One would think a 2-0 start would place the Pack in the nation's polls, but if wins over Tennessee and UConn aren't enough to put the Pack among the top 25, a victory at Miami at the end of September should do the trick, with a record of 5-0.
The last time NC State cracked the polls this early was 2010, when State, at 4-0, checked in at No. 23 before the Virginia Tech contest, which was on Oct. 2. They dropped that game to the Hokies, 41-30, and fell out of the rankings. Staying in the top 25 won't be easy in 2012, either, with Florida State traveling to Raleigh following the tilt with the Hurricanes, although the Seminoles will be one of the nation's top-ranked squads, provided they take care of business. On paper, they are among the most talented teams in the land.
Just as an interesting note, the last time the Pack cracked the rankings by their sixth game, besides 2010, was 2003, when the AP ranked Chuck Amato's squad No. 16 to start the campaign. That year, the team fell out of the top 25 following losses to Wake Forest and Ohio State.
NC State wins nine regular season games
In terms of crossover division scheduling, the Wolfpack's slate is a favorable one in 2012. NC State misses Coastal Division favorite Virginia Tech, as well as Georgia Tech, whose strong rushing attack would likely give the Yellow Jackets an advantage over the Red and White's unproven linebacking corps.
The other good news is that the squad gets its toughest opponent - on paper, at least - at home when Florida State travels to Carter-Finley Stadium on Oct. 6. The schedule would have shaped up perfectly for State if the bye week had come before the tilt with the Seminoles - the Pack is 6-2 (including bowls) with extra time to prepare under O'Brien - but it is about as favorable as a schedule can be when a squad must face Florida State, Clemson and North Carolina every year.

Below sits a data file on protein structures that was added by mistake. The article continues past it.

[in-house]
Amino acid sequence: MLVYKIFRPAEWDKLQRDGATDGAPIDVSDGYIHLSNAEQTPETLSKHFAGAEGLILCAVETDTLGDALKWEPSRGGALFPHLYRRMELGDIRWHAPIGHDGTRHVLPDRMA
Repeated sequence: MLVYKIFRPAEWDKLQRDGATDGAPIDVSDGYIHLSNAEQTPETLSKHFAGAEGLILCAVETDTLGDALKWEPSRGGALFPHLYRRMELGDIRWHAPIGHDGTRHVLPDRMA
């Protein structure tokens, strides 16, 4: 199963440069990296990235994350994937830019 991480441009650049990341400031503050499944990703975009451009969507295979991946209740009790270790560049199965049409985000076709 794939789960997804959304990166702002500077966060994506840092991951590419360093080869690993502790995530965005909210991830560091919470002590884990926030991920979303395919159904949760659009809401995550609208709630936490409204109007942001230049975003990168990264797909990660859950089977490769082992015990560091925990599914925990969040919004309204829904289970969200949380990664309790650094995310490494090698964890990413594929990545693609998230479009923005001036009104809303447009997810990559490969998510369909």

The Pack should take advantage of its wealth of experience this season. The squad boasts 13 seniors with prior starting experience who are expected to start, including eight on offense. Those fourth-years have combined for 242 career starts (average of 18.6 starts per senior) and blows the number of seniors starters out of the water for any of the previous five years under O'Brien. In addition, four other players return to the lineup with at least eight starts under their belt, including Amerson (22) and offensive lineman Duran Christophe (13). Defensive ends Darryl Cato-Bishop and Art Norman have each opened nine and eight contests in their careers, respectively.
Nine wins might not be enough to give NC State a berth in the ACC Championship game, but it should land the Pack in a nice bowl game. Based on O'Brien's postseason success in the past, the Red and White could enjoy just the second double-digit win campaign in program history with a bowl victory.